Lincoln, Neb. (1901-1923)
- The commoner. : (Lincoln, Neb.) 1901-1923
- Place of publication:
- Lincoln, Neb.
- Geographic coverage:
- William J. Bryan
- Dates of publication:
- Vol. 1, no. 1 (Jan. 23, 1901)-v. 23, no. 4 (Apr. 1923).
- Monthly Aug. 1913-1923
- Lancaster County (Neb.)--Newspapers.
- Lincoln (Neb.)--Newspapers.
- Middle class--United States.
- Middle class.--fast--(OCoLC)fst01020437
- Nebraska--Lancaster County.--fast--(OCoLC)fst01211912
- Politics and government--fast--(OCoLC)fst01919741
- United States--Politics and government--1865-1933--Newspapers.
- United States.--fast--(OCoLC)fst01204155
- Archived issues are available in digital format as part of the Library of Congress Chronicling America online collection.
- Available on microfilm from New York Public Library.
- Editor and proprietor: William Jennings Bryan.
- Issues for Feb. 21, 1902-1923 called also whole no. 57-768.
- Published in periodical format, Aug. 13, 1913-1923.
- Publisher varies: Charles W. Bryan.
- Related Links:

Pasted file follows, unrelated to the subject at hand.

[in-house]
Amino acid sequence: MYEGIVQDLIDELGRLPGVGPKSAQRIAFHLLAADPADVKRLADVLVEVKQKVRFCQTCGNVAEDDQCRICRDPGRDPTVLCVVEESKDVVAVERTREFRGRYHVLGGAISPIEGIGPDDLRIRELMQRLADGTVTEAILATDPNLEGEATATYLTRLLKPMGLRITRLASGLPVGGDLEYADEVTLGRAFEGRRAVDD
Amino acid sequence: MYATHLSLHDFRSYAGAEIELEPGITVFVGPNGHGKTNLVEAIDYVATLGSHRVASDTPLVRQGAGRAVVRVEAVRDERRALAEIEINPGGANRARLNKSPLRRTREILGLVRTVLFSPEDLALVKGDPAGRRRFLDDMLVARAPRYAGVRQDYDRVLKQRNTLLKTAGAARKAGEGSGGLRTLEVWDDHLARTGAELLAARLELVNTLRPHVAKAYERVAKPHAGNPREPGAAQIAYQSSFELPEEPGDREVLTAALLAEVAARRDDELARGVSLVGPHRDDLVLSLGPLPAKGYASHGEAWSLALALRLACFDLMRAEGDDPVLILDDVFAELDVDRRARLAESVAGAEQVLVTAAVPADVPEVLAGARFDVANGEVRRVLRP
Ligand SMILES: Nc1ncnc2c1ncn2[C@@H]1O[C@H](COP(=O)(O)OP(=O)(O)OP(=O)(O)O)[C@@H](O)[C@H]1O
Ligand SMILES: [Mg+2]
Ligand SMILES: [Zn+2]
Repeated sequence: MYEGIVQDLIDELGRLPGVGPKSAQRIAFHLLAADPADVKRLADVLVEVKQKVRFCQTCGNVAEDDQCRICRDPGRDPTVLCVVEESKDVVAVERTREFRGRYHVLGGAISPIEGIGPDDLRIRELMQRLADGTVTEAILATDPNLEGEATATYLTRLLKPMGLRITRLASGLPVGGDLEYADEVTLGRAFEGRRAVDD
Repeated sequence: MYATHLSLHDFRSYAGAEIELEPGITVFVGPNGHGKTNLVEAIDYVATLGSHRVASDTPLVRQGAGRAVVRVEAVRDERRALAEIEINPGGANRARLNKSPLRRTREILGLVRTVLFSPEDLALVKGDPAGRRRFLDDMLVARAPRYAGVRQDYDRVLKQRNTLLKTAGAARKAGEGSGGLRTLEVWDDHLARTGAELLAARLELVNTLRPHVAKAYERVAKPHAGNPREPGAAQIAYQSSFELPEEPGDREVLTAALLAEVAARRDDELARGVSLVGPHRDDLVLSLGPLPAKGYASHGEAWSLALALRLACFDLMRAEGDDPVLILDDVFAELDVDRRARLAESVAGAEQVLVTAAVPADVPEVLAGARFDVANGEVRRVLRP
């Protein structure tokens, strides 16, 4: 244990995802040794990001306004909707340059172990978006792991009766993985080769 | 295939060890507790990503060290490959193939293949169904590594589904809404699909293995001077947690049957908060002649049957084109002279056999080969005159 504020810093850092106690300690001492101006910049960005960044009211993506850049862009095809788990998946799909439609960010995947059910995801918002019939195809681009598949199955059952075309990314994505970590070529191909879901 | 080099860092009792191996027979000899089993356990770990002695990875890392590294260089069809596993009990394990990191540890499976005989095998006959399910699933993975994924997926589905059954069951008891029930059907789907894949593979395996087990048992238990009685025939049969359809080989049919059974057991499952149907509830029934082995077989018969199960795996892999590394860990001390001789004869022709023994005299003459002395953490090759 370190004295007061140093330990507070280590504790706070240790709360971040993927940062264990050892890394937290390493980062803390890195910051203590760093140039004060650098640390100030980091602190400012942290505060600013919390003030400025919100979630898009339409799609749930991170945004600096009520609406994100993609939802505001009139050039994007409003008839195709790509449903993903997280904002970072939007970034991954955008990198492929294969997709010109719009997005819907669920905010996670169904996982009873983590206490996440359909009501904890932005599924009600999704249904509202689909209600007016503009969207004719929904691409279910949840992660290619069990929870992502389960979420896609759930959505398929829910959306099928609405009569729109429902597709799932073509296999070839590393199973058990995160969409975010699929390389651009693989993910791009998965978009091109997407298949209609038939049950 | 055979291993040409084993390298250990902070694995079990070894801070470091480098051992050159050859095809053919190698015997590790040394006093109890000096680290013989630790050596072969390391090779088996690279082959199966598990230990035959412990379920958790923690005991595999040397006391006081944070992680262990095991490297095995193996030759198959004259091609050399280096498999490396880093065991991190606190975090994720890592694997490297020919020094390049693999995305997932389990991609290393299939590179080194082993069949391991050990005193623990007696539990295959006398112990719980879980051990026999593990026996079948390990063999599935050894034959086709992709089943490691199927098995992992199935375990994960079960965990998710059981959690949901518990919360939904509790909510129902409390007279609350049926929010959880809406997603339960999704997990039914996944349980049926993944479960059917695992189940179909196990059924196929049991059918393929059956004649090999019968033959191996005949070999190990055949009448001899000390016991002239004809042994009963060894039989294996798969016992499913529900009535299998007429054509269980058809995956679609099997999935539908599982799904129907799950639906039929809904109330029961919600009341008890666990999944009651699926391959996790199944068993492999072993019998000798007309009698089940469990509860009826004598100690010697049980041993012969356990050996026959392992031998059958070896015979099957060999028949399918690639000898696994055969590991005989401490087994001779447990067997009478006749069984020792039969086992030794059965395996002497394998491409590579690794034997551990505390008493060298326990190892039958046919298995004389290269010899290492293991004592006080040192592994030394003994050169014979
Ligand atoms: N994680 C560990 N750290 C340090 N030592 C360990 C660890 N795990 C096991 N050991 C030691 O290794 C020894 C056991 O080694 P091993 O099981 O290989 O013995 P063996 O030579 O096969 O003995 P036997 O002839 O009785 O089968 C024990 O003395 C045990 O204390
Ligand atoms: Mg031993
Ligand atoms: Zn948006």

From the delivery of his 1896 "Cross of Gold" speech, a stirring plea for farmers and workers that insisted that the United States federal government make credit and money easier to obtain by coining silver, to his three presidential campaigns, William Jennings Bryan expressed an important political voice for the common person in the United States. During the final years of the nineteenth century and into the first decade of the twentieth, many Americans believed themselves victimized by banks, railroads, and agricultural implement dealers, who prevented farmers' economic progress. Coupled with sagging commodity prices, drought, high taxes, interest rates, and excessive freight charges, farmers and other Americans looked for assistance in their quandary.1 Bryan's philosophy and manifestos called for radical economic and political solutions to uplift farmers and workers, including a graduated income tax, railroad companies returning land to the public domain, the adoption of silver coinage with gold as a means of backing an inflationary money policy, and the direct election of senators.2 Eventually, Bryan introduced the reading public to his viewpoints and values through the press.